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Python exceptions serializable to Flask HTTP responses.

Project description

Flask-ApiExceptions is a Flask extension that provides the basic functionality for serializing uncaught exceptions as HTTP responses for a JSON-based REST API.

Installation

You can install this extension with pip:

$ pip install flask_apiexceptions

Or, you can clone the repository:

$ git clone https://github.com/jperras/flask_apiexceptions.git

Running the Tests

Tox is used to run the tests, which are written using PyTest. To run them, clone the repository (indicated above), ensure tox is installed and available, and run:

$ cd path/to/flask_apiexceptions
$ tox

Usage

This package includes an extension named JSONExceptionHandler, which can be added to your application in the usual way:

from flask import Flask
from flask_apiexceptions import JSONExceptionHandler

app = Flask(__name__)
exception_handler = JSONExceptionHandler(app)

The extension can also be initialized via deferred application init if you’re using an application factory:

exception_handler = JSONExceptionHandler()
exception_hander.init_app(app)

Once initialized, the extension doesn’t actually do anything by default. You’ll have to configure it to handle Werkzeug HTTP error codes or custom Exception classes.

Custom Exception Class Handling

An example showing how we can raise a custom exception within a view method, and have that exception be transformed into a JSON response:

class MissingUserError(Exception):
    status_code = 404
    message = 'No such user exists.'

@app.route('/not-found')
def testing():
    raise MissingUserError()

ext = JSONExceptionHandler(app)
ext.register(code_or_exception=MissingUserError)

with app.app_context():
    with app.test_client() as c:
        rv = c.get('/not-found')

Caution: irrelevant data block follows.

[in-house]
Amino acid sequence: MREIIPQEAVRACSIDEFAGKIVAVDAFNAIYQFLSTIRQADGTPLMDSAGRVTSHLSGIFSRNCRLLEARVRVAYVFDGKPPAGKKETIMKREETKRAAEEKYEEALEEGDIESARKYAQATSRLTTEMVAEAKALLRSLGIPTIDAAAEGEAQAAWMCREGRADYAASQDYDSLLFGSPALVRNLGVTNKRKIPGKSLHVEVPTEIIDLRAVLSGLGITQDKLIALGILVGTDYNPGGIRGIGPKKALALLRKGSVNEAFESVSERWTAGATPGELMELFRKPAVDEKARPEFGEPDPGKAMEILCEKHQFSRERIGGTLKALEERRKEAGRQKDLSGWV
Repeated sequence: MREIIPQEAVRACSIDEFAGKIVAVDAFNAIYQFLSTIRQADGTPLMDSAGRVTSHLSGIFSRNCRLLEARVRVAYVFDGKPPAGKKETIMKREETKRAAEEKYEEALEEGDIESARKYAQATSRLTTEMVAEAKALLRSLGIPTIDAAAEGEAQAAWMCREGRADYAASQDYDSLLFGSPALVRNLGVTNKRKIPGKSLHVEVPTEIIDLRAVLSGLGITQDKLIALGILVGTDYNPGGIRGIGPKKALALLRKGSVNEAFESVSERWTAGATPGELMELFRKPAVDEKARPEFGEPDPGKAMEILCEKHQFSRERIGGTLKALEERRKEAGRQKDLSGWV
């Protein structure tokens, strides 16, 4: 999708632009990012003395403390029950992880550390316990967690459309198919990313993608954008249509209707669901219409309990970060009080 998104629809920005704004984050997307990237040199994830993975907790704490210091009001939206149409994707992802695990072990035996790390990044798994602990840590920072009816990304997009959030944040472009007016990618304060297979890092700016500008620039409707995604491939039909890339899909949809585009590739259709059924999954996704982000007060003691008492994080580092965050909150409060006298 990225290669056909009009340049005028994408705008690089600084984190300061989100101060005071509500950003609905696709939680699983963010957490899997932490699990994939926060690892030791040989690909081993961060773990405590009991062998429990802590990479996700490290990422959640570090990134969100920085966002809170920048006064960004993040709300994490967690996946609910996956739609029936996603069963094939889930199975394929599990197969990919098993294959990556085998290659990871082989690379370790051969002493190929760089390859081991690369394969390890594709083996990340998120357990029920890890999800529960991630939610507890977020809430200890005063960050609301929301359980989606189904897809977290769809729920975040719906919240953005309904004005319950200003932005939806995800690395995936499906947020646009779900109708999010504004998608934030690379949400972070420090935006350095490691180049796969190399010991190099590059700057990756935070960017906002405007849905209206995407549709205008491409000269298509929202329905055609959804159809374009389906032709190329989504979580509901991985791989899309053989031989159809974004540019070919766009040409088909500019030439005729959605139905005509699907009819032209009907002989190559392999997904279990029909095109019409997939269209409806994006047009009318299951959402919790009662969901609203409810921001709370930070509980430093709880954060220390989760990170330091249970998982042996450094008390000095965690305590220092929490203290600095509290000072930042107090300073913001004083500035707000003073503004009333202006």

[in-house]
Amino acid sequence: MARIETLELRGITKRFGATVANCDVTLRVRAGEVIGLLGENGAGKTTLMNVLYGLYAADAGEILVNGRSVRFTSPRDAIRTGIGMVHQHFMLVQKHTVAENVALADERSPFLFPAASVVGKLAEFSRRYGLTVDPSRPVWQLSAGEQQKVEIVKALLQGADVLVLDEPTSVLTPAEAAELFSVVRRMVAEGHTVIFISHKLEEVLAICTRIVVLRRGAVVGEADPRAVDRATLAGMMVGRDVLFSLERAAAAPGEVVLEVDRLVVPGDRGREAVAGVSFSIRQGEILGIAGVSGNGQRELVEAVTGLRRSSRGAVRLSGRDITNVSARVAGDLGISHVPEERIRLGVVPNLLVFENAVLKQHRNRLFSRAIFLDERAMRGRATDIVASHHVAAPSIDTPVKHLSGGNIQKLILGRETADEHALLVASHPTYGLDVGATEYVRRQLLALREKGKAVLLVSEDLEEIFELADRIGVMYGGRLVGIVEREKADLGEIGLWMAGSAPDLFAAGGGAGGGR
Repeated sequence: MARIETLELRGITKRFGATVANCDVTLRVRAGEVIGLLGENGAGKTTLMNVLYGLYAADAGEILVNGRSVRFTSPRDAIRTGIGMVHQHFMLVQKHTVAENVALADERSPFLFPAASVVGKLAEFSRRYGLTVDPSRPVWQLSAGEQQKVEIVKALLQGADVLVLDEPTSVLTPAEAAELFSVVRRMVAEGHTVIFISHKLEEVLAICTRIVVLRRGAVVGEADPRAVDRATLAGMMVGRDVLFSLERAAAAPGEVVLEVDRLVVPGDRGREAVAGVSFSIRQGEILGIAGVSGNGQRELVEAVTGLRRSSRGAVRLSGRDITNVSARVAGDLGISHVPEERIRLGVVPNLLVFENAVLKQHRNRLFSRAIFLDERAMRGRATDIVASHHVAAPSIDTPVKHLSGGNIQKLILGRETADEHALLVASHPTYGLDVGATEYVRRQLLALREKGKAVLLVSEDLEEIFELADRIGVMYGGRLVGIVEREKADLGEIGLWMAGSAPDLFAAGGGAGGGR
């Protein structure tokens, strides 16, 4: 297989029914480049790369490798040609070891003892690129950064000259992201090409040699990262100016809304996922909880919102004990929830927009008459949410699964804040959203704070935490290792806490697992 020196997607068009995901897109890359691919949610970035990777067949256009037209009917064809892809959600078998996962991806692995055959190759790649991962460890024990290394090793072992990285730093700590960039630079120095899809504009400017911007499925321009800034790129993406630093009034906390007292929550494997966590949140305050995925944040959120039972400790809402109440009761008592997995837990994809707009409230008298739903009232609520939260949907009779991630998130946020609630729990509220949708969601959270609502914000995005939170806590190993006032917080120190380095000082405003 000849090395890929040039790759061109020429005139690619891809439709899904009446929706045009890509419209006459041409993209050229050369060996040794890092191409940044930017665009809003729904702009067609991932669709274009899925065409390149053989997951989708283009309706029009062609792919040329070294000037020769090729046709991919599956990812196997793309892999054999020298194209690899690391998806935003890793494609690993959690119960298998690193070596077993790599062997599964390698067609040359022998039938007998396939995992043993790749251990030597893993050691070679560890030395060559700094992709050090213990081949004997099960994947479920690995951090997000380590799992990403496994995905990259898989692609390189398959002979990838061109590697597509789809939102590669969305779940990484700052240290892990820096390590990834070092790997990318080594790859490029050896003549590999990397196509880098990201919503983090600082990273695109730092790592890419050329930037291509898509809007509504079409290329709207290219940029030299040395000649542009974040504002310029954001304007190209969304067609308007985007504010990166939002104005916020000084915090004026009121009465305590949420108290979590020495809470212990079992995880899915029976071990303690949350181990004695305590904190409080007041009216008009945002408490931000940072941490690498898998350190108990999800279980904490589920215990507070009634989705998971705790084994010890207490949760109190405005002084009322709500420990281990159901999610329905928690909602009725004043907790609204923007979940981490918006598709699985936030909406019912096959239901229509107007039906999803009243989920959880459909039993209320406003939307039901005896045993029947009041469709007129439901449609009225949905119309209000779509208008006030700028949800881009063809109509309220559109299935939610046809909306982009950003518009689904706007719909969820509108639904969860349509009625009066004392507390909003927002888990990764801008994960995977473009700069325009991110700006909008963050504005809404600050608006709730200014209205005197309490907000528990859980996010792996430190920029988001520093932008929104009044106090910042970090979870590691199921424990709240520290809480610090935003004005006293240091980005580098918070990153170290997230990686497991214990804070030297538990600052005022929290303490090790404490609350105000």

assert rv.status_code == 404
assert rv.headers['content-type'] == 'application/json'
assert json.loads(rv.data)['message'] == 'No such user exists.'

This uses the JSONExceptionHandler.default_handler() to transform the CustomError exception class into a suitable response. It attempts to introspect the exception instance returned for a message or description attribute, and also checks to see if there exists a status_code attribute.

If any of those fields are found, the default handler will populate the response data with the given message, and set the response status code. If no message or status code is present, a default response of {"message": "An error occurred!"} with an HTTP/1.1 500 Internal Server Error status code is set.

If you’d like to handle custom exception classes in a different manner, say because you have more complex data captured within an exception instance, or the attributes are not conveniently named message or description, then you can specify a custom handler for the exception type:

from flask_apiexceptions import JSONExceptionHandler

app = Flask(__name__)
ext = JSONExceptionHandler(app)

class CaffeineError(Exception):
    teapot_code = 418
    special = {'foo': 'bar'}

def caffeine_handler(error):
    response = jsonify(data=error.special)
    response.status_code = error.teapot_code
    return response

@app.route('/testing')
def testing():
    raise CaffeineError()

ext.register(code_or_exception=CaffeineError, handler=caffeine_handler)

with app.app_context():
    with app.test_client() as c:
        rv = c.get('/testing')

assert rv.status_code == 418
assert rv.headers['content-type'] == 'application/json'
assert json.loads(rv.data)['data'] == CaffeineError.special

This is also how, incidentally, you could use a response content type other than application/json. Simply construct your own response object isntead of using jsonify() within your handler, as long as it produces a valid response as a return value.

Using ApiException and ApiError objects

Flask-ApiExceptions includes a few convenience classes and a handler method for setting up structured API error responses. They are entirely optional, but provide some sane defaults that should cover most situatiosn.

An ApiException instance wraps one or more ApiError instances. In this sense the ApiException is simply the container for the actual error message. The ApiError instance accepts optional code, message, and info attributes.

The idea is that the code should be an identifier for the type of error, for example invalid-data or does-not-exist. The message field should provide a more detailed and precise description of the error. The info field can be used for any additional metadata or unstructured information that may be required.

The info field, if utilized, should contain data that is JSON serializable.